In 2014, an estimated 9 percent of eighth graders, more than 23 percent of high school sophomores, and more than 37 percent of high school seniors reported drinking alcohol in the past month. Also, more than 8 percent of 8th graders, more than 18 percent of 10th graders, and more than 23 percent of 12th graders reported past-month use of illicit drugs.
About 52 million people over the age of 12 in the United States report having abused prescription drugs without a prescription at some point in their lives.
About 70 percent of teens who report non-medical use of prescription drugs also report combining their prescription drug abuse with abuse of other substances. Prescription drug-using teens were eight times more likely to abuse marijuana and four times more likely to report getting drunk more than 10 times. After marijuana and alcohol, the most common drug of abuse in combination with prescription pills was cocaine, followed by tranquilizers and amphetamines.
About 11 percent of 12th graders reported use of synthetic marijuana in the past year in 2012. In 2010, more than 11,000 trips to the emergency room were caused by use of these substances; about 75 percent of patients were between the ages of 12 and 29.
Young people who abuse drugs and/or alcohol experience higher rates of early death caused by homicide, suicide, illness, or accident.
In 2012, more than 32 million people reported getting behind the wheel of a car after using drugs or alcohol, and the highest incidence was found in those between the ages of 18 and 25.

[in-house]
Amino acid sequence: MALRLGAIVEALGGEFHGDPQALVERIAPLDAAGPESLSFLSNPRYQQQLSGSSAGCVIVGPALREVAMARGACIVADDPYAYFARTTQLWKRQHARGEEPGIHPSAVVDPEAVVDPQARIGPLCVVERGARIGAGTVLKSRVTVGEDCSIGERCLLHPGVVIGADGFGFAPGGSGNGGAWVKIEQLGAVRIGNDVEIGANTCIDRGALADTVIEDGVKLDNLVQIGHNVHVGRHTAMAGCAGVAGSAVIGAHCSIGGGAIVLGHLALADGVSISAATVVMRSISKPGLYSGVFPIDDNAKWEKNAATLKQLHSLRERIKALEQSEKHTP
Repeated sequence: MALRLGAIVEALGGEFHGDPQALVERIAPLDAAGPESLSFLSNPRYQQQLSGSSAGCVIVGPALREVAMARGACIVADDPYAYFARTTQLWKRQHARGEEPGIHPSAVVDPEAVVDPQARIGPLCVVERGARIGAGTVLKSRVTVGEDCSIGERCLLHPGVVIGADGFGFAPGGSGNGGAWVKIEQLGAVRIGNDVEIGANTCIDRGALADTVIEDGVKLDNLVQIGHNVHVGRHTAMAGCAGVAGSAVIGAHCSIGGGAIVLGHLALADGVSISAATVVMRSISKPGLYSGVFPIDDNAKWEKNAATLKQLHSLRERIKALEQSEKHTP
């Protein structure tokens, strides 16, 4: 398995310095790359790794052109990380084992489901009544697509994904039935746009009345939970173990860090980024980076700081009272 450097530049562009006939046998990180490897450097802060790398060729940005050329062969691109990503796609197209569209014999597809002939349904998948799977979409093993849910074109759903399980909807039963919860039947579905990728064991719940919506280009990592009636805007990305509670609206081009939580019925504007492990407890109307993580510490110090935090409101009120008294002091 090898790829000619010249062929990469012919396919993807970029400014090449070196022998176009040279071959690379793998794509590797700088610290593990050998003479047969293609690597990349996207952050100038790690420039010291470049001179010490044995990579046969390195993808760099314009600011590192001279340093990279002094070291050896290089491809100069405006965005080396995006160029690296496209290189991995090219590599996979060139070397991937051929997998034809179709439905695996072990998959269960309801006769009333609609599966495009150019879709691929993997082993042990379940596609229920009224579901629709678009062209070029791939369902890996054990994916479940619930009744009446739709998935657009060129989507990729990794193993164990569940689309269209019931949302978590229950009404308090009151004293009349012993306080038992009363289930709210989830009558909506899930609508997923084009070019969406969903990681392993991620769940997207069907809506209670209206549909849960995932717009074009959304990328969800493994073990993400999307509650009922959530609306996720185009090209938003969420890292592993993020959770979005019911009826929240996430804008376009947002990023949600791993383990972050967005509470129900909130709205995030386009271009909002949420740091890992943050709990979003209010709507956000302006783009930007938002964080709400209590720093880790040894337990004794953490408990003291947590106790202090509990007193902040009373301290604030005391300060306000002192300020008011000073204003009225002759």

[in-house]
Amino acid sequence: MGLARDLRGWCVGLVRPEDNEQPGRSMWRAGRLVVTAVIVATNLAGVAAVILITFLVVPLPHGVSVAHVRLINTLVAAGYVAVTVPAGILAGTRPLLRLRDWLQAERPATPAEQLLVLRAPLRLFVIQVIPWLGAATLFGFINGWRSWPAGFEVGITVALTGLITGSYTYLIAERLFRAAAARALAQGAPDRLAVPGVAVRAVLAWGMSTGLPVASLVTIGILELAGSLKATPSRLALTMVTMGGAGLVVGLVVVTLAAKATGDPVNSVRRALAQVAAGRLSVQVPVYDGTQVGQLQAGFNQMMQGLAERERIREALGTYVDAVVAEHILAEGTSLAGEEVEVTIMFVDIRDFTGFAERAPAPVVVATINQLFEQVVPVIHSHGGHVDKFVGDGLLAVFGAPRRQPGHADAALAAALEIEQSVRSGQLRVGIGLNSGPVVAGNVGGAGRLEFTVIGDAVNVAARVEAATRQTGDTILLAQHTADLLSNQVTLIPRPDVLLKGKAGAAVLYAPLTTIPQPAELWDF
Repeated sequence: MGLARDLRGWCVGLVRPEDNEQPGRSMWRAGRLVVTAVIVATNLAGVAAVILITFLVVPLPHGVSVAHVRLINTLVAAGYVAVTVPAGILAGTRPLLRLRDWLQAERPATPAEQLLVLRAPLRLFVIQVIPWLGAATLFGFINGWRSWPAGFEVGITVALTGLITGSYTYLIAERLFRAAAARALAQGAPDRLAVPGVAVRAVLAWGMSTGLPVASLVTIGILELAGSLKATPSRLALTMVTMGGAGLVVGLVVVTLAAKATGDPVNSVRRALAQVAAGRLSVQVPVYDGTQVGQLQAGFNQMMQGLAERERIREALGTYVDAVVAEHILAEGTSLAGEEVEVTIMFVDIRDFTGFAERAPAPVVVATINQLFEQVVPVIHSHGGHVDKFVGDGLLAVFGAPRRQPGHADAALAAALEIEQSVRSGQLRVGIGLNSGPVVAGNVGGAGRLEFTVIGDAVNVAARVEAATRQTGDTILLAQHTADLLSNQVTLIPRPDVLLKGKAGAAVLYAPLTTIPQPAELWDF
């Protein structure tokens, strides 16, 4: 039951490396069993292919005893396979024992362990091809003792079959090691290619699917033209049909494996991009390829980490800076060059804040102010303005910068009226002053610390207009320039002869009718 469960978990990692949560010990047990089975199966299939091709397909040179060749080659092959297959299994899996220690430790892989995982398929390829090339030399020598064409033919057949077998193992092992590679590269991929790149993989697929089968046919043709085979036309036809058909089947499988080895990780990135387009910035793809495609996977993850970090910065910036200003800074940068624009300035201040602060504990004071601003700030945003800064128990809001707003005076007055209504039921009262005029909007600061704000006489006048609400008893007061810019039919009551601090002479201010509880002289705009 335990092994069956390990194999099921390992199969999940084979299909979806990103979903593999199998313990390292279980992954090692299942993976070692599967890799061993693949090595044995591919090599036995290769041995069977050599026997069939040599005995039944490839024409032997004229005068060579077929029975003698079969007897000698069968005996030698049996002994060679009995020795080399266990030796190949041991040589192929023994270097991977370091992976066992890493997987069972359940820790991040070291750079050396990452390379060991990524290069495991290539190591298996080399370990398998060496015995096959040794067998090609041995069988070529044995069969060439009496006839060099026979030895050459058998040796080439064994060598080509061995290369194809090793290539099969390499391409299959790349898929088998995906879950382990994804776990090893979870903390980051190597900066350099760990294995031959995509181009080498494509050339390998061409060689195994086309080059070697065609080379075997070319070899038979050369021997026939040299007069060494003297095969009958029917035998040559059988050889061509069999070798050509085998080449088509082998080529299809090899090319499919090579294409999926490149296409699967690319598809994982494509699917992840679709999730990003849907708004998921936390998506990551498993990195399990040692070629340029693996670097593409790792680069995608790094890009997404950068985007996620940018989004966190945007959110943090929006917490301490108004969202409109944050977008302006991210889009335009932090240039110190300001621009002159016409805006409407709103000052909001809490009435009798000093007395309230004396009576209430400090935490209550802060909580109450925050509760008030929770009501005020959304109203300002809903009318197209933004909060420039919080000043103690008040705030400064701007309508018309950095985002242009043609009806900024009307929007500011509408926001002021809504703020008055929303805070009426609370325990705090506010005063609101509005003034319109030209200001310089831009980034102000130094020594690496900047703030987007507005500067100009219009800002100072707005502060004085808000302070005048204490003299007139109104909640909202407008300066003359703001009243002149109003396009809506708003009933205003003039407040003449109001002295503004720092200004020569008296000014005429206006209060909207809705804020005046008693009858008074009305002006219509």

Drug and alcohol abuse is associated with a higher risk for contraction of HIV. About 33 percent of HIV-positive Americans are active binge drinkers or drug users. Additionally, drug and alcohol abuse is associated with higher rates of unprotected sex, and sexual contact is the cause of 88 percent of HIV cases.
How to Be a Positive Role Model for Your Teen
One of the best things you can do for your child to help him avoid the pitfalls of drug and alcohol experimentation and the development of substance abuse and addiction is to be a good example. You can do this by:
- Avoiding excessive alcohol use for any reason: There’s no reason why you can’t have a glass of wine with dinner or enjoy a beer on the weekend when your children are around, but it’s important to demonstrate extreme moderation. Limiting the amount you drink, and not drinking often or to excess, will help your words sound less hollow when you tell your kids that they should avoid alcohol completely until they are of legal age.